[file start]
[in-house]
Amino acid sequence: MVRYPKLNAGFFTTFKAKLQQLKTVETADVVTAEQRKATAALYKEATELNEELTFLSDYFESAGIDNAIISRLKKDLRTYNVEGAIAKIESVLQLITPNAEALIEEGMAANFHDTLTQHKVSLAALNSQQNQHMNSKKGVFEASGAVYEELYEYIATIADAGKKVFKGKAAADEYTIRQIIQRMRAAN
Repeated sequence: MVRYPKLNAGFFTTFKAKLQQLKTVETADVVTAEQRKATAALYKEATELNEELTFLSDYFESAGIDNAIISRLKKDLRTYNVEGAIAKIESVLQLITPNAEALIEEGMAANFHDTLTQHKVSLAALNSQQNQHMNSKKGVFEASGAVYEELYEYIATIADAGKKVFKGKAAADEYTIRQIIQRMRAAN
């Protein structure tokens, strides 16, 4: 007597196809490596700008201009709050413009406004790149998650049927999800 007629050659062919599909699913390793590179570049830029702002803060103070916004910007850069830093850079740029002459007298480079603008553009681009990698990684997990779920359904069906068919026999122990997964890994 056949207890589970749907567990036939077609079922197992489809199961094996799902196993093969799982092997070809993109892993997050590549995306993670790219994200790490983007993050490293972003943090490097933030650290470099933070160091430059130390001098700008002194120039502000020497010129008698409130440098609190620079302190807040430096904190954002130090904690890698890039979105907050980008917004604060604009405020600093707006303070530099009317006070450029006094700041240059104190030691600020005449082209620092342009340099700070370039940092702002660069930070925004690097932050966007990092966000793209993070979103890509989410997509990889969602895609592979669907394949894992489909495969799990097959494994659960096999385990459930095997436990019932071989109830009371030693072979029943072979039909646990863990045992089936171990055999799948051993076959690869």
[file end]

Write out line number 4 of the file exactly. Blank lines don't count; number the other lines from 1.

């Protein structure tokens, strides 16, 4: 007597196809490596700008201009709050413009406004790149998650049927999800 007629050659062919599909699913390793590179570049830029702002803060103070916004910007850069830093850079740029002459007298480079603008553009681009990698990684997990779920359904069906068919026999122990997964890994 056949207890589970749907567990036939077609079922197992489809199961094996799902196993093969799982092997070809993109892993997050590549995306993670790219994200790490983007993050490293972003943090490097933030650290470099933070160091430059130390001098700008002194120039502000020497010129008698409130440098609190620079302190807040430096904190954002130090904690890698890039979105907050980008917004604060604009405020600093707006303070530099009317006070450029006094700041240059104190030691600020005449082209620092342009340099700070370039940092702002660069930070925004690097932050966007990092966000793209993070979103890509989410997509990889969602895609592979669907394949894992489909495969799990097959494994659960096999385990459930095997436990019932071989109830009371030693072979029943072979039909646990863990045992089936171990055999799948051993076959690869």